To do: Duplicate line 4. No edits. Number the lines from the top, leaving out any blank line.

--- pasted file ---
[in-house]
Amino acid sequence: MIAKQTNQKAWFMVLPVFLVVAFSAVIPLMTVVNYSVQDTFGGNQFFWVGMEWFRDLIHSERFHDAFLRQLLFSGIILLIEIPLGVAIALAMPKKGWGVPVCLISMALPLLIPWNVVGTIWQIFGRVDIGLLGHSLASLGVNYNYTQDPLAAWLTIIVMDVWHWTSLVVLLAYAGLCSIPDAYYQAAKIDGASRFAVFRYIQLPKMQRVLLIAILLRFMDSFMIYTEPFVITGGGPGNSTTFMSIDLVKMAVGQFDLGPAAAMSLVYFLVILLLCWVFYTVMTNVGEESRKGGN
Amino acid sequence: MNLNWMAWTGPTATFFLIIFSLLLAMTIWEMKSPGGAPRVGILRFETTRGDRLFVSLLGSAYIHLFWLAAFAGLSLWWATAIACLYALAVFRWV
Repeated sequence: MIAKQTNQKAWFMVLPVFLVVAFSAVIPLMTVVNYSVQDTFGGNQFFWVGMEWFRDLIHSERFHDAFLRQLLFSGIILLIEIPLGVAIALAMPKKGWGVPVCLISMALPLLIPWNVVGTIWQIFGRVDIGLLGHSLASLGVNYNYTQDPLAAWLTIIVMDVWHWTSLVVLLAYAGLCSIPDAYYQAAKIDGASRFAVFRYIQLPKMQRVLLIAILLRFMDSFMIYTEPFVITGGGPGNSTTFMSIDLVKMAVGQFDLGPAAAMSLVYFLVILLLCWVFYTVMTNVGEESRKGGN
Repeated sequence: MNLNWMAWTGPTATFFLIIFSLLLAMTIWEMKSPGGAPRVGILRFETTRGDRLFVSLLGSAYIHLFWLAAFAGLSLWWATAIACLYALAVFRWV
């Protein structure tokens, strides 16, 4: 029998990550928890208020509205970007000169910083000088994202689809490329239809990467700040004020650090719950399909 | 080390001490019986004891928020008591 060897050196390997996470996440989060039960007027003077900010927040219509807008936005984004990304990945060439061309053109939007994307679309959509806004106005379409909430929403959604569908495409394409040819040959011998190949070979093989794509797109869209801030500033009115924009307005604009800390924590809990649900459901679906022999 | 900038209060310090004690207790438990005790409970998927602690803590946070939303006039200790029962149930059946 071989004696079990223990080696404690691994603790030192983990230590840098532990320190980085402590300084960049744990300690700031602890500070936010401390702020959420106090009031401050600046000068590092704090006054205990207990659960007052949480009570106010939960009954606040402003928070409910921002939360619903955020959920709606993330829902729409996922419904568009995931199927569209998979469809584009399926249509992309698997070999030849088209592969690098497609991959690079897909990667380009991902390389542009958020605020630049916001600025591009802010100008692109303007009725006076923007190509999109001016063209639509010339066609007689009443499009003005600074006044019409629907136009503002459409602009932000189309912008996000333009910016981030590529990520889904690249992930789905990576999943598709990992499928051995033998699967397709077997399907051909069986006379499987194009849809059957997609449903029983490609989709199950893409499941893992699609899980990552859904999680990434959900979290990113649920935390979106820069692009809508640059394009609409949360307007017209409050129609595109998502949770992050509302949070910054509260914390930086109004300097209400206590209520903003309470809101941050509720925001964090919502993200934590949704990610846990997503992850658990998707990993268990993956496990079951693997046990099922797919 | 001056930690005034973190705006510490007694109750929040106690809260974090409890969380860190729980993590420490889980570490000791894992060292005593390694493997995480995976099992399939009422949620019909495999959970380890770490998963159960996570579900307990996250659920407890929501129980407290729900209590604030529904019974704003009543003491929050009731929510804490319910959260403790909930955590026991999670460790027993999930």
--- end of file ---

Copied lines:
Repeated sequence: MIAKQTNQKAWFMVLPVFLVVAFSAVIPLMTVVNYSVQDTFGGNQFFWVGMEWFRDLIHSERFHDAFLRQLLFSGIILLIEIPLGVAIALAMPKKGWGVPVCLISMALPLLIPWNVVGTIWQIFGRVDIGLLGHSLASLGVNYNYTQDPLAAWLTIIVMDVWHWTSLVVLLAYAGLCSIPDAYYQAAKIDGASRFAVFRYIQLPKMQRVLLIAILLRFMDSFMIYTEPFVITGGGPGNSTTFMSIDLVKMAVGQFDLGPAAAMSLVYFLVILLLCWVFYTVMTNVGEESRKGGN